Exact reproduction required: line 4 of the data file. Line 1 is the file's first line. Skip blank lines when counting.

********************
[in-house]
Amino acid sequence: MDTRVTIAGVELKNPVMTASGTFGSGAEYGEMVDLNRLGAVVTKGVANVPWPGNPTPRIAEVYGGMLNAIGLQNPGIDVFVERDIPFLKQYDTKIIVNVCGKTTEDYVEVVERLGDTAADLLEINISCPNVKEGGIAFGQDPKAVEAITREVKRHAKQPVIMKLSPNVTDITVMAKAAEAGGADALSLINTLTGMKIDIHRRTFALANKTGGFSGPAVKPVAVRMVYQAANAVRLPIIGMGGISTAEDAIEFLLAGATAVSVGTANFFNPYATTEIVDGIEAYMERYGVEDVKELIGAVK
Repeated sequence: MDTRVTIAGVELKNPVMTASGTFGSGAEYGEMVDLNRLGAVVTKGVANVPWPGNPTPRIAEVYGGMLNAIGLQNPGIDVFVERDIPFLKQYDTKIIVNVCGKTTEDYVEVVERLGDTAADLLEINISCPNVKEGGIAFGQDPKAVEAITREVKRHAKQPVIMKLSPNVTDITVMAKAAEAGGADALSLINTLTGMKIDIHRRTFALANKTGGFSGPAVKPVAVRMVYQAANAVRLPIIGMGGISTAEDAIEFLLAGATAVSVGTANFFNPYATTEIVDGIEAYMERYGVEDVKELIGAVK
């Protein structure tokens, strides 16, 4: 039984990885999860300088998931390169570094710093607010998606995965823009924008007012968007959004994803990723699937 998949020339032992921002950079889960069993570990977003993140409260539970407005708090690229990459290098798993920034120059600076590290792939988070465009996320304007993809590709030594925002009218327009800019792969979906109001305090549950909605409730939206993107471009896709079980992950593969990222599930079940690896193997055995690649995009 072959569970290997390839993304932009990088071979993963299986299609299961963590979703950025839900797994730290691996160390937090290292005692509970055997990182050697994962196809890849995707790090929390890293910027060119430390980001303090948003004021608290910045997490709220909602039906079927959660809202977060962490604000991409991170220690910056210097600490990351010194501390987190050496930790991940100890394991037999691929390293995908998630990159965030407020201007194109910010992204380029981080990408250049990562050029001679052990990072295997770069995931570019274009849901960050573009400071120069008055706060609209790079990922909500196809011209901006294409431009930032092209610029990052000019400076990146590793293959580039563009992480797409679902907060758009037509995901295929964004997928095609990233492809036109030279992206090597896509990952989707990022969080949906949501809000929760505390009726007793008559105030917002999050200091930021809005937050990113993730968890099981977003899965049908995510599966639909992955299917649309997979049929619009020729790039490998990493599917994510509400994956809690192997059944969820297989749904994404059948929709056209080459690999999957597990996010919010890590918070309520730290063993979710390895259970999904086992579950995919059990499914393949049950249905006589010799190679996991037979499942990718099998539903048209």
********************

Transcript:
């Protein structure tokens, strides 16, 4: 039984990885999860300088998931390169570094710093607010998606995965823009924008007012968007959004994803990723699937 998949020339032992921002950079889960069993570990977003993140409260539970407005708090690229990459290098798993920034120059600076590290792939988070465009996320304007993809590709030594925002009218327009800019792969979906109001305090549950909605409730939206993107471009896709079980992950593969990222599930079940690896193997055995690649995009 072959569970290997390839993304932009990088071979993963299986299609299961963590979703950025839900797994730290691996160390937090290292005692509970055997990182050697994962196809890849995707790090929390890293910027060119430390980001303090948003004021608290910045997490709220909602039906079927959660809202977060962490604000991409991170220690910056210097600490990351010194501390987190050496930790991940100890394991037999691929390293995908998630990159965030407020201007194109910010992204380029981080990408250049990562050029001679052990990072295997770069995931570019274009849901960050573009400071120069008055706060609209790079990922909500196809011209901006294409431009930032092209610029990052000019400076990146590793293959580039563009992480797409679902907060758009037509995901295929964004997928095609990233492809036109030279992206090597896509990952989707990022969080949906949501809000929760505390009726007793008559105030917002999050200091930021809005937050990113993730968890099981977003899965049908995510599966639909992955299917649309997979049929619009020729790039490998990493599917994510509400994956809690192997059944969820297989749904994404059948929709056209080459690999999957597990996010919010890590918070309520730290063993979710390895259970999904086992579950995919059990499914393949049950249905006589010799190679996991037979499942990718099998539903048209």